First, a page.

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May 16, 2006

Extraordinary machines

by About Last Night

Doug has been trying to nudge our discussion toward a consideration of the possibility that the new “preference engines” (to coin a phrase) currently being rolled out all over the Web might be making certain forms of arts journalism obsolete. I agree. To be sure, I have yet to buy a single book, CD, or DVD as a result of the countless automated tips generated by amazon.com, but I use Pandora every day (I’ve blogged about it here). Will such devices ultimately replace critics? No, but I think they’re going to have a significant effect on what critics do, just as the rise of the Web has already caused newspapers around the country to rethink the utility of publishing old-fashioned ink-on-paper features like stock-market tables.

I’ve been reading Phillip Lopate’s new anthology of American film criticism, in whose introduction I ran across this passage:

Manny Farber once told an interviewer that as a critic he found the role of evaluation “practically worthless. The last thing I want to know is whether you like it or not; the problems of writing are after that. I don’t think it has any importance; it’s one of those derelict appendages of criticism. Criticism has nothing to do with hierarchies.”

I don’t agree—not quite—but I do think Farber was onto something that has turned out to be highly relevant.

To quote Doug:

I think there has been confusion for some time about the role of a critic. Is it primarily to pass judgment up or down, be a Consumer Report? Or is it to deal in context and ideas, using culture as raw material? The trend at many newspapers seems to be the former. But technology is becoming more efficient in that role—the wisdom of the many (whether it’s aggregated critical opinion at RottenTomatoes.com or the reader value ranking systems of sites like Digg or NewsVine) seems to interest people more than the up-or-down judgments of most individual critics. And why not?

Now, the “consumer report” function of criticism is not to be despised, especially when you cover a branch of art that is expensive to consume (as I do in my capacity as the drama critic for The Wall Street Journal, in whose pages I regularly review Broadway shows with hundred-dollar tops). But I see less and less point in publishing preference-driven “criticism” of such commodity art as Hollywood films and commercial pop music, especially if you’re the editor of a regional newspaper where space and resources are limited. Chris’ posting about the Union-Tribune’s new approaches to covering the arts points to a number of innovative ways in which such papers might make better use of their resident arts writers.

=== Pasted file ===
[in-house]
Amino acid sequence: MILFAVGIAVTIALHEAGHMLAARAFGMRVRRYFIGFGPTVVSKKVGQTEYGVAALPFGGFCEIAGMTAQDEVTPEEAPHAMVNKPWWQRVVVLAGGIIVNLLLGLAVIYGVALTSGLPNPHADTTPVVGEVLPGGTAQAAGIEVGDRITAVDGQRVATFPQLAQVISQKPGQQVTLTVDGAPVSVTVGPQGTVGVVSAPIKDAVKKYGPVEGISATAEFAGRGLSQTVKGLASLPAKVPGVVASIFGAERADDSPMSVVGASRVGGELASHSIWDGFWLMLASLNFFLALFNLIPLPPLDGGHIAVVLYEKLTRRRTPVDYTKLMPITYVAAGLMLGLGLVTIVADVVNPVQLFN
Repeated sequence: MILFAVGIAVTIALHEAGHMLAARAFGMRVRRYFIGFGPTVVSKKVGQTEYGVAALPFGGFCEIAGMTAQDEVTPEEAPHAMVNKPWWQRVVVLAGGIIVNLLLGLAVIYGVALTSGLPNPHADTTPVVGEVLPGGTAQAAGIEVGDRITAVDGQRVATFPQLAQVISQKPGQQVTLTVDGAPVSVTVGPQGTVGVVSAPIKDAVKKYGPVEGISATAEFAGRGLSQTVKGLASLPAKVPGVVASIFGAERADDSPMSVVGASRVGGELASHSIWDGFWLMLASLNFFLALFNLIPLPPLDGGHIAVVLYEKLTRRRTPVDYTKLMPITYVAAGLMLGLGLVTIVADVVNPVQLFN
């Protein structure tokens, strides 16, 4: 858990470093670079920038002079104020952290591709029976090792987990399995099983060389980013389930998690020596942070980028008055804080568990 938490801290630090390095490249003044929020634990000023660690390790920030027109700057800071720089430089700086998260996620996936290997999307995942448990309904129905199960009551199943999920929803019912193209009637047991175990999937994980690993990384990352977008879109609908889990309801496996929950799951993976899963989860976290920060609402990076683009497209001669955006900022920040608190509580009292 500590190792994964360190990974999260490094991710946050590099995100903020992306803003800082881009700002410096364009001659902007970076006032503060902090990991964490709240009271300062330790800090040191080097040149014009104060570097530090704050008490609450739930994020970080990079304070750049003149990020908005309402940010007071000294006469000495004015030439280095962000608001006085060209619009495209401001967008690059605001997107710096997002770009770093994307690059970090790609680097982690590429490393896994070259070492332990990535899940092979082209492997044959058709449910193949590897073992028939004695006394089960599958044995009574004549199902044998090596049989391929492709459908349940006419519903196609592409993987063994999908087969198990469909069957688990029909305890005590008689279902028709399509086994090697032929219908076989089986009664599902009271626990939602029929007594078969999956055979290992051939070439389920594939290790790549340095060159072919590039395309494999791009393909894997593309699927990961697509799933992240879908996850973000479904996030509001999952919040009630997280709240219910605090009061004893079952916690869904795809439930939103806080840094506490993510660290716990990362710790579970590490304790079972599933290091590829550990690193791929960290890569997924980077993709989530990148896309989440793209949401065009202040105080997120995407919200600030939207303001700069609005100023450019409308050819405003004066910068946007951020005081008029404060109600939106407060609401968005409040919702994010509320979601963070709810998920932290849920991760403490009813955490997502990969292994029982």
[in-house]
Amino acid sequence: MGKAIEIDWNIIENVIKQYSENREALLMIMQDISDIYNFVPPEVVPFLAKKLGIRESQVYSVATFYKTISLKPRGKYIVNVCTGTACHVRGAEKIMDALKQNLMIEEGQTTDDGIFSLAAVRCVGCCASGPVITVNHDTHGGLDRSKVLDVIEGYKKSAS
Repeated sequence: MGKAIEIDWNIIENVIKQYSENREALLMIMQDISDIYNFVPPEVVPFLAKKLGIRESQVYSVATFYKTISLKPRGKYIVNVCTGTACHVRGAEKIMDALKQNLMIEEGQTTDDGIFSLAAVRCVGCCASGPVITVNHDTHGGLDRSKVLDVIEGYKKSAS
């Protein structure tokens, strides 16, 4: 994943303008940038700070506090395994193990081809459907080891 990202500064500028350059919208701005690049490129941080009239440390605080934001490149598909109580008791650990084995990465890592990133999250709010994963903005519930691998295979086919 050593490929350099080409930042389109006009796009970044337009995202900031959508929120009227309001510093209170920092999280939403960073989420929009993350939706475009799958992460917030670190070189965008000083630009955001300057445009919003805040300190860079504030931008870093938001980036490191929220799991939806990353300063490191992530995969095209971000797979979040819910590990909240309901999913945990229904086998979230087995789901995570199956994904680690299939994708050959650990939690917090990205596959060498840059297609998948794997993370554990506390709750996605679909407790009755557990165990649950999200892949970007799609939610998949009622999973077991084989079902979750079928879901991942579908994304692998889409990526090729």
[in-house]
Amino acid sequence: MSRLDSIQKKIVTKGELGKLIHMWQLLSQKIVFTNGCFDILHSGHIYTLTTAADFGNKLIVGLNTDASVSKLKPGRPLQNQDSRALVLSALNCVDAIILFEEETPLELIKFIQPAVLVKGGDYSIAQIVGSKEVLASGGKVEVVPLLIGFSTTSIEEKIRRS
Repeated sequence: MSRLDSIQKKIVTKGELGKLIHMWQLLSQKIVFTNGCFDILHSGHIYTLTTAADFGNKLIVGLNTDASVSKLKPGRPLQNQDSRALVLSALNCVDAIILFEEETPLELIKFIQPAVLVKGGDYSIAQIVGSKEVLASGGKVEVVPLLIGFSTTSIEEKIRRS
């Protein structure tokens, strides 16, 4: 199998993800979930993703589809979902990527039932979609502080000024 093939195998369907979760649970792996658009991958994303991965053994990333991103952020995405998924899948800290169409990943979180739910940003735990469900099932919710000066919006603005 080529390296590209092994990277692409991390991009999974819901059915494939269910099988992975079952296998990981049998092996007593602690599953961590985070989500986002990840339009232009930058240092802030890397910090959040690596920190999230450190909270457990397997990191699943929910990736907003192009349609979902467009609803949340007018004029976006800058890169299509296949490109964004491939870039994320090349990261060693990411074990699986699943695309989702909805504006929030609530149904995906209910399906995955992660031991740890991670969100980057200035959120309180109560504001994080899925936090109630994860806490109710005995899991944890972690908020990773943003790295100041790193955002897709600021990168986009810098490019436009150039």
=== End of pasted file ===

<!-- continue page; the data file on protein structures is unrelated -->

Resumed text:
Believe me, I’m not saying that criticism is soooo Nineties, much less soooo over. Good writing justifies its own existence. If you can find people capable of writing stylish, trenchant reviews of blockbuster movies, by all means hire them and let ’em rip—but don’t settle for anything less. If, on the other hand, you have to choose between publishing mediocre criticism and solid, informative feature writing…well, there’s no choice, least of all nowadays.

Posted by tteachout at May 16, 2006 6:20 PM


Isn't is possible to exist in both realms? Look at a site such as Pitchfork: it features some of the smartest, most insightful pop music criticism out there. It also uses a rating system. AND it embeds links where you can buy the music that's being reviewed; it's clearly advertising yet there's no thick black line separating it. Everyone seems to understand what it is yet it doesn't interfere with the credibility of the reviews. Pitchfork seems to be a good example of balancing both ends of the spectrum. I don't think, however, that preference engines will ever choke out real critics. If nothing else, it's because people in this country like to feel as though they are individuals, even if it's an illusion.

Posted by: caryn at May 16, 2006 9:22 PM

Somewhat like Caryn, I think there already is a wide spectrum between--for lack of better words--"commentary" and "evaluation." It's one thing to read a critic that simply uses global adjectives of praise or condemnation: "Wow!" That's simply fodder for ad layouts. But quite another to read a smart consideration of a great performance or composition, which clearly signals that it's something to be seen, but expends most of its effort to explain *why* it's worthwhile. What makes it great? How does a performance serve a play or a piece of music? I always try to think of my reviews as the beginning of a conversation, not the end of one. Pandora and the like can help one find great music (or whatever) but critics and writers should the ones who keep the conversation going.

Posted by: Paul Kosidowski at May 17, 2006 6:47 AM

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